Jun 17, 2019
The leader’s most powerful tool boils down to two compelling words: “Thank you.”
Before you dismiss this idea, let’s look at the science behind the expression of gratitude – in our homes, schools, communities, and workplaces.
Author, professor, and scientist Robert Emmons shares research that found people that practice gratitude enjoy significant physical, psychological, and social benefits. Some of those benefits include a stronger immune system, lower blood pressure, higher levels of positive emotions, higher alertness, more compassion, and less isolation.
Gratitude doesn’t come as naturally to us humans as crankiness. We notice and talk about things going badly more than we notice and talk about things that are going great.
In order to act from a place of gratitude, we have to train ourselves to be on the lookout for good things around us.
We have to pay attention – we have to observe good things, notice good things, and express appreciation for those good things.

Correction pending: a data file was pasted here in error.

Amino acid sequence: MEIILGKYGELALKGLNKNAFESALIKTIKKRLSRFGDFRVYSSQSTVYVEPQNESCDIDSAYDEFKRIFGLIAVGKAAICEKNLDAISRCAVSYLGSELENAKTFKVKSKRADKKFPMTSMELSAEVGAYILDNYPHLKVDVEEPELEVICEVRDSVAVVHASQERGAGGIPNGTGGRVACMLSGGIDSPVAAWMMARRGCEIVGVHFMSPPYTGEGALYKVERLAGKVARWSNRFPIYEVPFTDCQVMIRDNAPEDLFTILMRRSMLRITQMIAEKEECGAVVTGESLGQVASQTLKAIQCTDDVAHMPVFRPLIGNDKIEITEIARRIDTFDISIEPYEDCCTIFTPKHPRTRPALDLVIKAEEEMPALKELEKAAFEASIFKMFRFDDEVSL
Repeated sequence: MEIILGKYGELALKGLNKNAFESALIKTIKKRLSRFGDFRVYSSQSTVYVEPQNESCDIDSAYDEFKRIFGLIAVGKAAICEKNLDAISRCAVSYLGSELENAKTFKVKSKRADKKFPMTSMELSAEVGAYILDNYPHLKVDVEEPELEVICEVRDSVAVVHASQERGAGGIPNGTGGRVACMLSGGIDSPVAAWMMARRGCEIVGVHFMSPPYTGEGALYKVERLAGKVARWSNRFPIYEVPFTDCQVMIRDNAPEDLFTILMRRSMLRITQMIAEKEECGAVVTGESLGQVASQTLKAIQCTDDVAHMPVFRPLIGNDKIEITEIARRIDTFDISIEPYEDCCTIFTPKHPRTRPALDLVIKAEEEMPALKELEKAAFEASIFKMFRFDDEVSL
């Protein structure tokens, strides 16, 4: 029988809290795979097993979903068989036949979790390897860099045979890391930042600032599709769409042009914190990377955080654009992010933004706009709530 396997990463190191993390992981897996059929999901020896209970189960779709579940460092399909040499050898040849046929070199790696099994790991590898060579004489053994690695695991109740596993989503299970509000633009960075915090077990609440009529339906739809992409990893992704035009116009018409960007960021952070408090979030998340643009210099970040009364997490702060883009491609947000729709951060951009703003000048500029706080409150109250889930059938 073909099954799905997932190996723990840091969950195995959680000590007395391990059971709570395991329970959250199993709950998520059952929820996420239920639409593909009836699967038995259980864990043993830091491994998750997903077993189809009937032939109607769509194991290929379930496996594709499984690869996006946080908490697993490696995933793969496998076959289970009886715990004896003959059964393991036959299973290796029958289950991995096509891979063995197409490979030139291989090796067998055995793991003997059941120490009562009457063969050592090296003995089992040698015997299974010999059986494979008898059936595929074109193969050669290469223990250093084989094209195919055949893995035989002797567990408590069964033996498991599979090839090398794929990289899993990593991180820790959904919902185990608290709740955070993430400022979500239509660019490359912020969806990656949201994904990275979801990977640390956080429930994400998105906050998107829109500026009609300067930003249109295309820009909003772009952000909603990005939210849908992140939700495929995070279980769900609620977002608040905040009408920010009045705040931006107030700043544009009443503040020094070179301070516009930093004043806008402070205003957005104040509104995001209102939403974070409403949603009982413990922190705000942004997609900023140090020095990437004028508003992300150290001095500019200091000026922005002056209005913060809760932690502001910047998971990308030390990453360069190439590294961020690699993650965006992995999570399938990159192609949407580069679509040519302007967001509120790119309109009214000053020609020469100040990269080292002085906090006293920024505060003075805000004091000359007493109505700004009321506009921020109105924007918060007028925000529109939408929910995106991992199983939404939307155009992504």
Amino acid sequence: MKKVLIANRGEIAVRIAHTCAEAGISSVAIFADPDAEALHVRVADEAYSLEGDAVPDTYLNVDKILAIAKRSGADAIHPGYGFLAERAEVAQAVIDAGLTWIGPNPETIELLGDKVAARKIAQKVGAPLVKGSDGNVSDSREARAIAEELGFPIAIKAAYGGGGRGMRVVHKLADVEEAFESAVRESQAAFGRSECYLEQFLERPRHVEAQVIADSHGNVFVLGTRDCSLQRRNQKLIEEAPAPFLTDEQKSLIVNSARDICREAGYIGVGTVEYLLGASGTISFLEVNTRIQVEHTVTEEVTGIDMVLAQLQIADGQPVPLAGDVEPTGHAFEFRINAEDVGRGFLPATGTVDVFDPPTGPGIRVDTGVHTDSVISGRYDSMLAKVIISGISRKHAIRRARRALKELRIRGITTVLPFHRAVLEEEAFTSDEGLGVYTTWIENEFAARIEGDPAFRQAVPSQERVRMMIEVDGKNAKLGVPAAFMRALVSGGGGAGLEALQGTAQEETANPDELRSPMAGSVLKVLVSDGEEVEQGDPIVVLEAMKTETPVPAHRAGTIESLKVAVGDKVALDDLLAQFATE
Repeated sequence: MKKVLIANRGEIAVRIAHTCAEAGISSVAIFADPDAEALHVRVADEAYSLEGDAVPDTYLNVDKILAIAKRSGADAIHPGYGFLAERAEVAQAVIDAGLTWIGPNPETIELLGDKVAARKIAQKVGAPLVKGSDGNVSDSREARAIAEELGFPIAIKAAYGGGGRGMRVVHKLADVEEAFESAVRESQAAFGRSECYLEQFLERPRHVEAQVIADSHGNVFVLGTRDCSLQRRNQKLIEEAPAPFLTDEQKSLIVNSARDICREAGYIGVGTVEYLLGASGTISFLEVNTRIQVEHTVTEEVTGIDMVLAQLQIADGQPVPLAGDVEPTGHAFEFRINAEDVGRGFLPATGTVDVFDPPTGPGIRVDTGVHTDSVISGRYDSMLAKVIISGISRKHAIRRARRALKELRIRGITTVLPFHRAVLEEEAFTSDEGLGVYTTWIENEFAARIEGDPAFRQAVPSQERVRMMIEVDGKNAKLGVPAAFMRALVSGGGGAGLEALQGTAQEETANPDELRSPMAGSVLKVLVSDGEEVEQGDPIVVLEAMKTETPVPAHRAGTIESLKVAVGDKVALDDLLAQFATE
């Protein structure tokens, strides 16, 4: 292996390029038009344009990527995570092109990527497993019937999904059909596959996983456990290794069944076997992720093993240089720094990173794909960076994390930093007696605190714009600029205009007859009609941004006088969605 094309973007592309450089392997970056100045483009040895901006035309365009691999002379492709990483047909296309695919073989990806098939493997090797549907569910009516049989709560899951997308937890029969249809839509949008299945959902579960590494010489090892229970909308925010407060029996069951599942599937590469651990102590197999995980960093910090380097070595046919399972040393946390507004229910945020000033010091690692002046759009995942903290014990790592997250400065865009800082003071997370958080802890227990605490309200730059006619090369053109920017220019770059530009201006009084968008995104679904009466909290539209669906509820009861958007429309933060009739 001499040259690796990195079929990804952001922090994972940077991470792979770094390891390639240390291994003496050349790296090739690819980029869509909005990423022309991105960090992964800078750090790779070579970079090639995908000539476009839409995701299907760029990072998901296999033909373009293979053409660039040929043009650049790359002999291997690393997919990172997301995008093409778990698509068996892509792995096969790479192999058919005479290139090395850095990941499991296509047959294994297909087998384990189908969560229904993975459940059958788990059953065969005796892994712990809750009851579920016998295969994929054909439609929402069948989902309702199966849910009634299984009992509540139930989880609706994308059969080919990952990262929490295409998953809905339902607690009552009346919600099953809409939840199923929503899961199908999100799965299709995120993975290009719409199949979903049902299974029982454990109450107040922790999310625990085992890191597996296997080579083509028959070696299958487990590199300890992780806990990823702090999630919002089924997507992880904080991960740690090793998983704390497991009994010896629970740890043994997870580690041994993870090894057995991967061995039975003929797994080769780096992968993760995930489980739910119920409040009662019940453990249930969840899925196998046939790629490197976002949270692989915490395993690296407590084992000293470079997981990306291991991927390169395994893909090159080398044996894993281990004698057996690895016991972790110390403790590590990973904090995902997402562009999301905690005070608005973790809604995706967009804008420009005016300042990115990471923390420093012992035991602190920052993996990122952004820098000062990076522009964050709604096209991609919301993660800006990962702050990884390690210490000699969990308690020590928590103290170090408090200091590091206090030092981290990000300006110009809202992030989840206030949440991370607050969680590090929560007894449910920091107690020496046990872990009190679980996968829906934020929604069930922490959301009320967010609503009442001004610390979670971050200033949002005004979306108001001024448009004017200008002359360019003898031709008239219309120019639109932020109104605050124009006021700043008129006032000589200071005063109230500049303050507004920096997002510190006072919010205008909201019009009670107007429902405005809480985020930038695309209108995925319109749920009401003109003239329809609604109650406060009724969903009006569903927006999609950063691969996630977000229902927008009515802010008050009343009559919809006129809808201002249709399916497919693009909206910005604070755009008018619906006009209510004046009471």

The cool thing is that people are doing good things all the time – at home, in our communities, at work – everywhere. We just don’t notice them.
In three-minute episode of my Culture Leadership Charge podcast series, I share how to 1) notice actions deserving of "thank you's" then 2) ensure your “thank you’s” have positive impact.
This is episode sixty-eight of my Culture Leadership Charge video & podcast series. In these concise episodes, I presents the best practices for creating and maintaining a purposeful, positive, productive culture - at work, at home, and in your community.
This content was released in video format on my website, http://DrivingResultsThroughCulture.com, on June 17, 2019.
Check out my YouTube channel to view all of my 3-minute Culture Leadership Charge video episodes.